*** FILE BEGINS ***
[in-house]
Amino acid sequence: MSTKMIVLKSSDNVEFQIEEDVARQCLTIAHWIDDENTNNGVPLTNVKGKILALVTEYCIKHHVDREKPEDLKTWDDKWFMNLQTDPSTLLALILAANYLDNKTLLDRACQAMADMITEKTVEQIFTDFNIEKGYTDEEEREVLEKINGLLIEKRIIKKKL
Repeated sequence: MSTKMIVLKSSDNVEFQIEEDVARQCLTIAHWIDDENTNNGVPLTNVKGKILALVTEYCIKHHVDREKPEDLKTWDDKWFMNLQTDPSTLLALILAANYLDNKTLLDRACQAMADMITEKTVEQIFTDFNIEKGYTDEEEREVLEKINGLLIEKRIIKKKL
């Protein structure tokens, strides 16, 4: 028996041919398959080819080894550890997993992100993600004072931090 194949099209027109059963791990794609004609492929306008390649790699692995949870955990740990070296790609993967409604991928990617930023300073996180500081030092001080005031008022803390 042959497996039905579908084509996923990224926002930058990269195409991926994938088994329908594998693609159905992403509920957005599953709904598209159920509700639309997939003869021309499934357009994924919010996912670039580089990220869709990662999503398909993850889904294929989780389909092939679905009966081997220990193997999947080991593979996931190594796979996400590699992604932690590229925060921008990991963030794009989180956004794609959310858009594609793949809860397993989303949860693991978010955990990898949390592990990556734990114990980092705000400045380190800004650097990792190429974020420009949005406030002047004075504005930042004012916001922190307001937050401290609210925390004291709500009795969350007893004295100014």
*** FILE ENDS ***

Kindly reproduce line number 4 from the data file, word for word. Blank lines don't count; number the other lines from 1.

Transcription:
């Protein structure tokens, strides 16, 4: 028996041919398959080819080894550890997993992100993600004072931090 194949099209027109059963791990794609004609492929306008390649790699692995949870955990740990070296790609993967409604991928990617930023300073996180500081030092001080005031008022803390 042959497996039905579908084509996923990224926002930058990269195409991926994938088994329908594998693609159905992403509920957005599953709904598209159920509700639309997939003869021309499934357009994924919010996912670039580089990220869709990662999503398909993850889904294929989780389909092939679905009966081997220990193997999947080991593979996931190594796979996400590699992604932690590229925060921008990991963030794009989180956004794609959310858009594609793949809860397993989303949860693991978010955990990898949390592990990556734990114990980092705000400045380190800004650097990792190429974020420009949005406030002047004075504005930042004012916001922190307001937050401290609210925390004291709500009795969350007893004295100014």